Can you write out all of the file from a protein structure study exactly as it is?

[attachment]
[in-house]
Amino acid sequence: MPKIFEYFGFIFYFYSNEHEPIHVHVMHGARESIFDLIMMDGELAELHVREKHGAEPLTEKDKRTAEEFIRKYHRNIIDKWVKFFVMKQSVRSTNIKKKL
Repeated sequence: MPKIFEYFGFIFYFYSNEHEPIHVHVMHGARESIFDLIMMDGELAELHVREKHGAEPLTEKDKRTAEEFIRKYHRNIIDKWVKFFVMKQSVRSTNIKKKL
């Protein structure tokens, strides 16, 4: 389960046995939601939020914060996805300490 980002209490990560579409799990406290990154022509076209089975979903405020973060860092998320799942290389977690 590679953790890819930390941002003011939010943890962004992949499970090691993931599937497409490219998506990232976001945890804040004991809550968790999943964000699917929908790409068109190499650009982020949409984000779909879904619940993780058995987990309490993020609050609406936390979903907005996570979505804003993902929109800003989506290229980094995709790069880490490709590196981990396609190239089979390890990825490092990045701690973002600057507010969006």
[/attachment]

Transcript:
[in-house]
Amino acid sequence: MPKIFEYFGFIFYFYSNEHEPIHVHVMHGARESIFDLIMMDGELAELHVREKHGAEPLTEKDKRTAEEFIRKYHRNIIDKWVKFFVMKQSVRSTNIKKKL
Repeated sequence: MPKIFEYFGFIFYFYSNEHEPIHVHVMHGARESIFDLIMMDGELAELHVREKHGAEPLTEKDKRTAEEFIRKYHRNIIDKWVKFFVMKQSVRSTNIKKKL
């Protein structure tokens, strides 16, 4: 389960046995939601939020914060996805300490 980002209490990560579409799990406290990154022509076209089975979903405020973060860092998320799942290389977690 590679953790890819930390941002003011939010943890962004992949499970090691993931599937497409490219998506990232976001945890804040004991809550968790999943964000699917929908790409068109190499650009982020949409984000779909879904619940993780058995987990309490993020609050609406936390979903907005996570979505804003993902929109800003989506290229980094995709790069880490490709590196981990396609190239089979390890990825490092990045701690973002600057507010969006």